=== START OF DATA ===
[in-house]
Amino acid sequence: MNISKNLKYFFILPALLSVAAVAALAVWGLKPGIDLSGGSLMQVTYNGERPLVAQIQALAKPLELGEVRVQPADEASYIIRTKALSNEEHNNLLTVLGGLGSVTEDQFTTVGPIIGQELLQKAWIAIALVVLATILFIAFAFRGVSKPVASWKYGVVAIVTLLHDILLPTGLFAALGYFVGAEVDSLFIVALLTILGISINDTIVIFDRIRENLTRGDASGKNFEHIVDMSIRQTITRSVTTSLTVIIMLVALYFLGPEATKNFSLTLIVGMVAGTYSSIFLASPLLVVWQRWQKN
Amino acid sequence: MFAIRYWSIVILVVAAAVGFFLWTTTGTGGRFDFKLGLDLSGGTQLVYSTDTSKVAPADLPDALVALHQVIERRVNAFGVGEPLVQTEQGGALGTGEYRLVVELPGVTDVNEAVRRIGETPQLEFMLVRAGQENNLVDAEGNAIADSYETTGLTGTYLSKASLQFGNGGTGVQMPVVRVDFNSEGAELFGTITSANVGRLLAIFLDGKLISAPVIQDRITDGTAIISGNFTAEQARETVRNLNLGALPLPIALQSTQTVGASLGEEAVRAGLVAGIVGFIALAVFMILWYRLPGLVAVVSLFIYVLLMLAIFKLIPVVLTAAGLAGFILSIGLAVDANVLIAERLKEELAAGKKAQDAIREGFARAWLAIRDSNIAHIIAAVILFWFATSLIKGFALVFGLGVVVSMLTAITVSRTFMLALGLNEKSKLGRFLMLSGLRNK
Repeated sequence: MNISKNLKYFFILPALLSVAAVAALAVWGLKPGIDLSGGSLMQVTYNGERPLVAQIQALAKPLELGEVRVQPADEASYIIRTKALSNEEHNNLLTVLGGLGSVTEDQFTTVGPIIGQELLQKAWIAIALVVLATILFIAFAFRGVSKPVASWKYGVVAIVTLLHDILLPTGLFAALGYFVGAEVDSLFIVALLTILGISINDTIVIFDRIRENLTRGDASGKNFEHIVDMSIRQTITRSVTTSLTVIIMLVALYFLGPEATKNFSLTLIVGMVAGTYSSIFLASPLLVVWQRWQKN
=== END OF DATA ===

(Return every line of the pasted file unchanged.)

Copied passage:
[in-house]
Amino acid sequence: MNISKNLKYFFILPALLSVAAVAALAVWGLKPGIDLSGGSLMQVTYNGERPLVAQIQALAKPLELGEVRVQPADEASYIIRTKALSNEEHNNLLTVLGGLGSVTEDQFTTVGPIIGQELLQKAWIAIALVVLATILFIAFAFRGVSKPVASWKYGVVAIVTLLHDILLPTGLFAALGYFVGAEVDSLFIVALLTILGISINDTIVIFDRIRENLTRGDASGKNFEHIVDMSIRQTITRSVTTSLTVIIMLVALYFLGPEATKNFSLTLIVGMVAGTYSSIFLASPLLVVWQRWQKN
Amino acid sequence: MFAIRYWSIVILVVAAAVGFFLWTTTGTGGRFDFKLGLDLSGGTQLVYSTDTSKVAPADLPDALVALHQVIERRVNAFGVGEPLVQTEQGGALGTGEYRLVVELPGVTDVNEAVRRIGETPQLEFMLVRAGQENNLVDAEGNAIADSYETTGLTGTYLSKASLQFGNGGTGVQMPVVRVDFNSEGAELFGTITSANVGRLLAIFLDGKLISAPVIQDRITDGTAIISGNFTAEQARETVRNLNLGALPLPIALQSTQTVGASLGEEAVRAGLVAGIVGFIALAVFMILWYRLPGLVAVVSLFIYVLLMLAIFKLIPVVLTAAGLAGFILSIGLAVDANVLIAERLKEELAAGKKAQDAIREGFARAWLAIRDSNIAHIIAAVILFWFATSLIKGFALVFGLGVVVSMLTAITVSRTFMLALGLNEKSKLGRFLMLSGLRNK
Repeated sequence: MNISKNLKYFFILPALLSVAAVAALAVWGLKPGIDLSGGSLMQVTYNGERPLVAQIQALAKPLELGEVRVQPADEASYIIRTKALSNEEHNNLLTVLGGLGSVTEDQFTTVGPIIGQELLQKAWIAIALVVLATILFIAFAFRGVSKPVASWKYGVVAIVTLLHDILLPTGLFAALGYFVGAEVDSLFIVALLTILGISINDTIVIFDRIRENLTRGDASGKNFEHIVDMSIRQTITRSVTTSLTVIIMLVALYFLGPEATKNFSLTLIVGMVAGTYSSIFLASPLLVVWQRWQKN